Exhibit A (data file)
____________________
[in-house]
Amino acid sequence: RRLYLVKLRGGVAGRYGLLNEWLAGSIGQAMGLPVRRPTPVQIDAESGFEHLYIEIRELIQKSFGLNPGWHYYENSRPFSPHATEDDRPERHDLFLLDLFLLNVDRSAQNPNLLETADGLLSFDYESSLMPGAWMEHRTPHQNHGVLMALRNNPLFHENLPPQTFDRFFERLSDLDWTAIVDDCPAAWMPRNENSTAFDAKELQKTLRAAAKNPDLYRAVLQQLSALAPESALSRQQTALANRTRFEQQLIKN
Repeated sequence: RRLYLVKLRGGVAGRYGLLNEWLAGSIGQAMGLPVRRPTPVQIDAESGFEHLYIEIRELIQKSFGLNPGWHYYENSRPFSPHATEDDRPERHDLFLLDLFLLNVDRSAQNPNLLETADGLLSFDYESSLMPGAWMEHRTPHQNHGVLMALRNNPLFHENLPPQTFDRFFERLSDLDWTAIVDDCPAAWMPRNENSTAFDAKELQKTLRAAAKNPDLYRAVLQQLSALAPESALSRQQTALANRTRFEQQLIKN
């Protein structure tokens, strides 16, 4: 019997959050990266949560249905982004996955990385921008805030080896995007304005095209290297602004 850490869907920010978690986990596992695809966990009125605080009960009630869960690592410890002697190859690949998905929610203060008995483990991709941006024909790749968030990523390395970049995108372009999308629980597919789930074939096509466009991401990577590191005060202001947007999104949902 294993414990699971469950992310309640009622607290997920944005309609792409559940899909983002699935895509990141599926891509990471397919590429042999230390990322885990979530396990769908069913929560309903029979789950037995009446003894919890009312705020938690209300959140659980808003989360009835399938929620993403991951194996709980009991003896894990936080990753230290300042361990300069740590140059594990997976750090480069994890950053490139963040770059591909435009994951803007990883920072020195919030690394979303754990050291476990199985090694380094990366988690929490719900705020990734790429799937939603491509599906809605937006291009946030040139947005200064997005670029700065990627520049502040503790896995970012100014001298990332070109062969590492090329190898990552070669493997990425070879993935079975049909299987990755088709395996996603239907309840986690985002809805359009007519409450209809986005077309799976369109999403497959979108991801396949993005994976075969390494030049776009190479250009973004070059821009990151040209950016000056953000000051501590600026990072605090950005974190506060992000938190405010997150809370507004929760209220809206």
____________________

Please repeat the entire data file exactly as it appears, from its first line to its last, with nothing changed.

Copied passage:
[in-house]
Amino acid sequence: RRLYLVKLRGGVAGRYGLLNEWLAGSIGQAMGLPVRRPTPVQIDAESGFEHLYIEIRELIQKSFGLNPGWHYYENSRPFSPHATEDDRPERHDLFLLDLFLLNVDRSAQNPNLLETADGLLSFDYESSLMPGAWMEHRTPHQNHGVLMALRNNPLFHENLPPQTFDRFFERLSDLDWTAIVDDCPAAWMPRNENSTAFDAKELQKTLRAAAKNPDLYRAVLQQLSALAPESALSRQQTALANRTRFEQQLIKN
Repeated sequence: RRLYLVKLRGGVAGRYGLLNEWLAGSIGQAMGLPVRRPTPVQIDAESGFEHLYIEIRELIQKSFGLNPGWHYYENSRPFSPHATEDDRPERHDLFLLDLFLLNVDRSAQNPNLLETADGLLSFDYESSLMPGAWMEHRTPHQNHGVLMALRNNPLFHENLPPQTFDRFFERLSDLDWTAIVDDCPAAWMPRNENSTAFDAKELQKTLRAAAKNPDLYRAVLQQLSALAPESALSRQQTALANRTRFEQQLIKN
């Protein structure tokens, strides 16, 4: 019997959050990266949560249905982004996955990385921008805030080896995007304005095209290297602004 850490869907920010978690986990596992695809966990009125605080009960009630869960690592410890002697190859690949998905929610203060008995483990991709941006024909790749968030990523390395970049995108372009999308629980597919789930074939096509466009991401990577590191005060202001947007999104949902 294993414990699971469950992310309640009622607290997920944005309609792409559940899909983002699935895509990141599926891509990471397919590429042999230390990322885990979530396990769908069913929560309903029979789950037995009446003894919890009312705020938690209300959140659980808003989360009835399938929620993403991951194996709980009991003896894990936080990753230290300042361990300069740590140059594990997976750090480069994890950053490139963040770059591909435009994951803007990883920072020195919030690394979303754990050291476990199985090694380094990366988690929490719900705020990734790429799937939603491509599906809605937006291009946030040139947005200064997005670029700065990627520049502040503790896995970012100014001298990332070109062969590492090329190898990552070669493997990425070879993935079975049909299987990755088709395996996603239907309840986690985002809805359009007519409450209809986005077309799976369109999403497959979108991801396949993005994976075969390494030049776009190479250009973004070059821009990151040209950016000056953000000051501590600026990072605090950005974190506060992000938190405010997150809370507004929760209220809206």